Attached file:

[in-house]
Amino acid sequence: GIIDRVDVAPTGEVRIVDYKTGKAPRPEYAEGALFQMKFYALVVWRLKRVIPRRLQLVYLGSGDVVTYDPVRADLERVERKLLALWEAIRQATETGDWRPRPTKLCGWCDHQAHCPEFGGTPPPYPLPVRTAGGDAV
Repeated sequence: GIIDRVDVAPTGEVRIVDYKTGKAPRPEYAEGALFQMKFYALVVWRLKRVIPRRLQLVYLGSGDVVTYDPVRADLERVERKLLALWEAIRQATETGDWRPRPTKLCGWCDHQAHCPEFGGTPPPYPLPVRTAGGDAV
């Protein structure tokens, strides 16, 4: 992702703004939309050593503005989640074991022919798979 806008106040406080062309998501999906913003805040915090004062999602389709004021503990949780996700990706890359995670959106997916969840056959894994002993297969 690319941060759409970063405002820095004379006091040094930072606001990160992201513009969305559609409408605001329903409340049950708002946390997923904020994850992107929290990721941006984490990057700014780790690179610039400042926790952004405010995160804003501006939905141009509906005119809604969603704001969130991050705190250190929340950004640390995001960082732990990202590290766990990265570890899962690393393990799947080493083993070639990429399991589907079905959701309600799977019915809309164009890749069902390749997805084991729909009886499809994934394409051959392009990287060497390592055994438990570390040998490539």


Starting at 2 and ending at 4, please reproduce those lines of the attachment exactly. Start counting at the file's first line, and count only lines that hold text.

Amino acid sequence: GIIDRVDVAPTGEVRIVDYKTGKAPRPEYAEGALFQMKFYALVVWRLKRVIPRRLQLVYLGSGDVVTYDPVRADLERVERKLLALWEAIRQATETGDWRPRPTKLCGWCDHQAHCPEFGGTPPPYPLPVRTAGGDAV
Repeated sequence: GIIDRVDVAPTGEVRIVDYKTGKAPRPEYAEGALFQMKFYALVVWRLKRVIPRRLQLVYLGSGDVVTYDPVRADLERVERKLLALWEAIRQATETGDWRPRPTKLCGWCDHQAHCPEFGGTPPPYPLPVRTAGGDAV
């Protein structure tokens, strides 16, 4: 992702703004939309050593503005989640074991022919798979 806008106040406080062309998501999906913003805040915090004062999602389709004021503990949780996700990706890359995670959106997916969840056959894994002993297969 690319941060759409970063405002820095004379006091040094930072606001990160992201513009969305559609409408605001329903409340049950708002946390997923904020994850992107929290990721941006984490990057700014780790690179610039400042926790952004405010995160804003501006939905141009509906005119809604969603704001969130991050705190250190929340950004640390995001960082732990990202590290766990990265570890899962690393393990799947080493083993070639990429399991589907079905959701309600799977019915809309164009890749069902390749997805084991729909009886499809994934394409051959392009990287060497390592055994438990570390040998490539």